When parties are co-invested in real estate, but unmarried, dividing real estate interests between them fall outside the statutory framework applicable in the context of divorce.  In the event that people in these situations cannot agree on a negotiated settlement whereby realty is divided to their mutual satisfaction, a Petition to Partition the real estate may be required.

A Petition to Partition requests that the court determine the equitable interest a party has in real property.  The court then divides that equitable interest between the property owners.  Contribution to the acquisition, upkeep and maintenance of the property are relevant considerations for the court.  Often the court will appoint a Special Master to administer the liquidation of real property within a partition action.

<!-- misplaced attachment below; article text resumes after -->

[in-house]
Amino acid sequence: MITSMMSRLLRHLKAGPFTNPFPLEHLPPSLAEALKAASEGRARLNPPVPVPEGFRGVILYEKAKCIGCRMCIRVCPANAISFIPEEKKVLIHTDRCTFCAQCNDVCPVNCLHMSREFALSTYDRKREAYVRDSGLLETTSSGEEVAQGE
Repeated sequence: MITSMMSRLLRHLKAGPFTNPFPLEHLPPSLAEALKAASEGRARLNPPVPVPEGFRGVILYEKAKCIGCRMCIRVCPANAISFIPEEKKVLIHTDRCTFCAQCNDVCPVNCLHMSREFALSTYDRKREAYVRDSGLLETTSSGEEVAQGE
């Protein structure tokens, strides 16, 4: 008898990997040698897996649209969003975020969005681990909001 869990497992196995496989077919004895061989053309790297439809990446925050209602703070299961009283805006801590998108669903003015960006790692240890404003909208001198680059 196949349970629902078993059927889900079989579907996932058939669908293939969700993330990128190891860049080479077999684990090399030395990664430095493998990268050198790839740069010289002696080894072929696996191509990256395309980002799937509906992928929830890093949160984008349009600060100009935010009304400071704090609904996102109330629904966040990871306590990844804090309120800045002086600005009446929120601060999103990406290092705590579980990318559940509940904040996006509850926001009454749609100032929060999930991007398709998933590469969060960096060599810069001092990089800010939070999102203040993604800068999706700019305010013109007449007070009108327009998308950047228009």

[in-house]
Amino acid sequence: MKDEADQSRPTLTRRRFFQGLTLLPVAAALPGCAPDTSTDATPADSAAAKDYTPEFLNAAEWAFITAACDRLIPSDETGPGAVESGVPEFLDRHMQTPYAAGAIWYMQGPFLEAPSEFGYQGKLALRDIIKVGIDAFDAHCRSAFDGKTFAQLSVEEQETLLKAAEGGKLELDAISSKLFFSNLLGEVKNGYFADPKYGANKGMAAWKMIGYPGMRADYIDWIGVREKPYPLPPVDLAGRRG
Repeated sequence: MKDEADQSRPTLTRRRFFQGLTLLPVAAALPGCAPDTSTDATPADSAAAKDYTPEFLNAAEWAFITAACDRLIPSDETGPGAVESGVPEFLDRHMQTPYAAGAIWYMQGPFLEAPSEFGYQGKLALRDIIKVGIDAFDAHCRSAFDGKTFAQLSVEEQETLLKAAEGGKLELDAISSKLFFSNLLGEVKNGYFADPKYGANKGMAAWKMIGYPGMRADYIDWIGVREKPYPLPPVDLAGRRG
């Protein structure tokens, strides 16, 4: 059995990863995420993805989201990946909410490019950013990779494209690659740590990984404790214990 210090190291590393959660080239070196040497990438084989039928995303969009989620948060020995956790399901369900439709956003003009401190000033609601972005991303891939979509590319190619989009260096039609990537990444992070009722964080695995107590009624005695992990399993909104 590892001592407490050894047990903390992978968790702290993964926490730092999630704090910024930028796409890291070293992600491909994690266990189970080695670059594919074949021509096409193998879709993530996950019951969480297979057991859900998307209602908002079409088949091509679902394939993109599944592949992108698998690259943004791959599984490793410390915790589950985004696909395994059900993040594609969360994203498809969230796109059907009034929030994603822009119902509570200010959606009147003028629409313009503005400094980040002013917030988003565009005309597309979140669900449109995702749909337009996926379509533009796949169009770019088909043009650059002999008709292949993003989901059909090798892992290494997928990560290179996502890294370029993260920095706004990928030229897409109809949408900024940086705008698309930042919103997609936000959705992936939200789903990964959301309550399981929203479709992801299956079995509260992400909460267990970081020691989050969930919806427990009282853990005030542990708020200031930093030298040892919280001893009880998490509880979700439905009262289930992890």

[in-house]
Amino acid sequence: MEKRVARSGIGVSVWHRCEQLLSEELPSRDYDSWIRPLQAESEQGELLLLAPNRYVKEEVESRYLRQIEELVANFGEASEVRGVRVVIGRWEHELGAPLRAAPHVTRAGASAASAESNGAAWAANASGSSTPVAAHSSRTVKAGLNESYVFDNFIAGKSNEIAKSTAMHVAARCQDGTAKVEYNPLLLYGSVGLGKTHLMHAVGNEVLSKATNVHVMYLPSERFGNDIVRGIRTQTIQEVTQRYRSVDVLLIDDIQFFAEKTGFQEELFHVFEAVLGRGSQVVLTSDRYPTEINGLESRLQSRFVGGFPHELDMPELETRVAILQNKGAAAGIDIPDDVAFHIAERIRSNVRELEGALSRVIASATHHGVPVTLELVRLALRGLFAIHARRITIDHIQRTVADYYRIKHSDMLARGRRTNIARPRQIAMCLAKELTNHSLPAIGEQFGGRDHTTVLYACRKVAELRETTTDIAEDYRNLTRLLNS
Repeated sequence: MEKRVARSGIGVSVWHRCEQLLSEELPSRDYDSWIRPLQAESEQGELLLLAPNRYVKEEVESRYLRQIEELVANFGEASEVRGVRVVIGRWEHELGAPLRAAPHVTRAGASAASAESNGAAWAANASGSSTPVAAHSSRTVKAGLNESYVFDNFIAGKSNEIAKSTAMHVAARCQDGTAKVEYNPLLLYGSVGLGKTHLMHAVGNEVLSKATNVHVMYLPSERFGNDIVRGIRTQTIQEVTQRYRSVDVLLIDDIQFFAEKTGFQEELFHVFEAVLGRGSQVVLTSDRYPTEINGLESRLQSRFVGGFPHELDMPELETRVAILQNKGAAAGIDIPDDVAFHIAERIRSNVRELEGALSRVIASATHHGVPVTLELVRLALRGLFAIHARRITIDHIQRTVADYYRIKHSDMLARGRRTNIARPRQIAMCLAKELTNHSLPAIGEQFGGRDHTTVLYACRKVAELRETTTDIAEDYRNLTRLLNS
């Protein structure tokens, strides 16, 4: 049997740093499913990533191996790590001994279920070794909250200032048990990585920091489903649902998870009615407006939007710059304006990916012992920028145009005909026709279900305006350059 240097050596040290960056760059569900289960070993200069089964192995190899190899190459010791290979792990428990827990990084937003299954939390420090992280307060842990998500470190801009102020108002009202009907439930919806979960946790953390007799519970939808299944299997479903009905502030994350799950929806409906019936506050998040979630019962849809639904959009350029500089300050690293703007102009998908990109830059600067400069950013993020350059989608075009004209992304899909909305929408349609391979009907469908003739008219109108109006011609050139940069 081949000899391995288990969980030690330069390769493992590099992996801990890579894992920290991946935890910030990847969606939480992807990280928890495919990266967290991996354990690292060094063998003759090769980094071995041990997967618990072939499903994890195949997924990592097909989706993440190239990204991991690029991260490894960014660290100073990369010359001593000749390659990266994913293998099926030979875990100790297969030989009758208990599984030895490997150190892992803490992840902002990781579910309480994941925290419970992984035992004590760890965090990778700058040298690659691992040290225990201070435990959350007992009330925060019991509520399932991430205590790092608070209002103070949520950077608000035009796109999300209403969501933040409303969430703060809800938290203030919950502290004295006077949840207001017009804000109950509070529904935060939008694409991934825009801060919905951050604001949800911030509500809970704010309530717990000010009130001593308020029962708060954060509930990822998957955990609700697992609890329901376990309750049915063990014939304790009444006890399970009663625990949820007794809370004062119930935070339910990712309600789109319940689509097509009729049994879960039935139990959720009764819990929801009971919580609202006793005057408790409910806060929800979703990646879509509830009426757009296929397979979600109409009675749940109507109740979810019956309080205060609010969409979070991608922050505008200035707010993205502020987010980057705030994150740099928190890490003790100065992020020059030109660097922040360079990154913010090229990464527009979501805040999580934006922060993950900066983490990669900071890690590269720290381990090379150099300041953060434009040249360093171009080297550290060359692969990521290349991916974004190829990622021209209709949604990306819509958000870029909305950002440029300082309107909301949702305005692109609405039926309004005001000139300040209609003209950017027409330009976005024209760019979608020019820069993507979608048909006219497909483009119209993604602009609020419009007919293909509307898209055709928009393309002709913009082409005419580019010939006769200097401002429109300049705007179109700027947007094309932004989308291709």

Petition to Partition actions can be costly due to increased administration costs involved in the appointment and payment of Special Masters and Realtors.   Experience counts in this context because a negotiated settlement may save the parties tens of thousands of dollars that they  may divide between them, instead of paying to third parties.  Attorney John G. DiPiano is experienced in successfully handling Petitions to Partition and in maximizing his client’s recovery in such situations.  Of course, some cases simply cannot be settled and must be tried.  In this case, Attorney DiPiano is a seasoned and talented Probate Court Litigator.